In Zimbabwe, Prime Minister Morgan Tsvangira's party, the Movement for Democratic Change (MDC) will hold its first annual convention this weekend since joining the unity government.
Delegates expect to discuss the party's relations with its ZANU-PF partner in the unity government headed by President Robert Mugabe.
The MDC convention is a prelude to the party's celebration of its 10th anniversary later this year.
MDC spokesman Nelson Chamisa told VOA that the party will also focus on the challenges of creating a new Zimbabwe and fighting for freedom and a democratic space.
"In fact we are starting tomorrow (Friday) with the accreditation of all the delegates, followed by the Saturday program, the official opening and keynote address from the president of the party, Mr. Tsvangirai," Chamisa said.
He said the MDC members have shown the ability and creativity to govern after joining the unity government.
"We are running under our theme 'building a path of excellence' because we are saying we have exhibited excellence in the local authority, and in parliament," he said.
Chamisa said the party would take a look at its policies in their entirety.
"The agenda is going to entail the issue of reviewing party programs and activities. And the second issue has to do with the policy review?to make sure that they are in sync with the founding objectives in our quest for a new Zimbabwe," Chamisa said.
He pledged that the MDC would make a sweeping assessment of its performance since joining the coalition government and would closely evaluate its role in resolving the country's crisis.
"We need to do a helicopter assessment," he said.
Chamisa said the party would look at the challenges it encountered with the ZANU-PF in the unity government and how the MDC can overcome them.
"Definitely, that is also going to be spotlighted and in fact it is going to essentially form a substantial component of our deliberation particularly on Saturday," Chamisa said.
He said the party reserves the right to seek international help to resolve the impasse with President Mugabe and ZANU-PF members of the coalition government.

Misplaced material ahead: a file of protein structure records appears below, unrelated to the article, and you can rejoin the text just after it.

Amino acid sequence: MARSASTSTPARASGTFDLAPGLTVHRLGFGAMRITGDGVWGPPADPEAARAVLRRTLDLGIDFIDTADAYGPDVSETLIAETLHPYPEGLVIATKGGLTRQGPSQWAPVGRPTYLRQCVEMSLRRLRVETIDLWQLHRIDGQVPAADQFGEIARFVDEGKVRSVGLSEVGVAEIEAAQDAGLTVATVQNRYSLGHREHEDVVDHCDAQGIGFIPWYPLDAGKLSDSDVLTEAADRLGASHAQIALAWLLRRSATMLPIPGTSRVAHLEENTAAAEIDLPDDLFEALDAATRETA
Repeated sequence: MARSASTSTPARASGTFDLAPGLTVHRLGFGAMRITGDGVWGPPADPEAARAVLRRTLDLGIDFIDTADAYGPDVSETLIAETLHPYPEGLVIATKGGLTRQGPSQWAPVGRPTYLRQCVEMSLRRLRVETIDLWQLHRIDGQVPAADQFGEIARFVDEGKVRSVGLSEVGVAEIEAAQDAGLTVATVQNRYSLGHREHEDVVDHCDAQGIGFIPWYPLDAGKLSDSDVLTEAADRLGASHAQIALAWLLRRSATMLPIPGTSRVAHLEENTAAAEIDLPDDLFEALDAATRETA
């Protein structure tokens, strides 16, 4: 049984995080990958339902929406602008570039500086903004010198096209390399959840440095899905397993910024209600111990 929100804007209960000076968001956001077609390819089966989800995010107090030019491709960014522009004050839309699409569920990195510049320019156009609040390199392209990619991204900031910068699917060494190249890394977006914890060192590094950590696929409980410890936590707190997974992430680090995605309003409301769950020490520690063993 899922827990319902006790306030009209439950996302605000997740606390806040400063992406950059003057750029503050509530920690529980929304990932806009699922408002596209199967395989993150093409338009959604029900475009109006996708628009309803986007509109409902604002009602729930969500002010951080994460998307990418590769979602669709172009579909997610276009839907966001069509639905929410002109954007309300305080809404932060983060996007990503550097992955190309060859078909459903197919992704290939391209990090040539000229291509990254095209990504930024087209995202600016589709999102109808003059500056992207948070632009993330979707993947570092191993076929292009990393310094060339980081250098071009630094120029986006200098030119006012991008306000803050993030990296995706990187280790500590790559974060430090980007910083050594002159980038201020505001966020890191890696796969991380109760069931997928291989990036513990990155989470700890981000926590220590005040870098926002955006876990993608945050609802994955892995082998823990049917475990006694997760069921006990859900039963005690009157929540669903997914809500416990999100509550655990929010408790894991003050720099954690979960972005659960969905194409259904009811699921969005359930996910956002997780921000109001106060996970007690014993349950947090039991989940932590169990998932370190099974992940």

"Our position is very correct. In fact we have the guarantors, SADC and the Africa Union. We have the duty and obligation to make sure that under circumstances of a deadlock, we refer this matter to the adjudicators, who would have to try and bring finality to issues we are not agreeing on," he said.
Chamisa said the coalition government was proceeding slowly, but he defended the small, but steady gains.
"We have not made the progress we would have wanted to make, but nevertheless, there is a significant progress and we have registered some early successes," Chamisa said.
Under the mediation of the African Union and the Southern African Development Community (SADC), Zimbabwe's former opposition MDC joined a unity government in February.
Meanwhile, Norway reportedly became the first European country to renew aid to Zimbabwe. Oslo severed assistance in 2000, despite expressing worry about what it described as years of misrule, embezzlement and hyperinflation President Mugabe extended period of rule.
The Norwegian government, one of the first to renew badly needed aid, said the badly needed aid would include 58 million crowns ($9.17 million) through nongovernmental organizations and the World Bank and United Nations, bypassing the governmental donor system.
The unity government welcomed the move, saying the money will be used mainly to boost crippling health and education systems and support initiatives by the coalition government.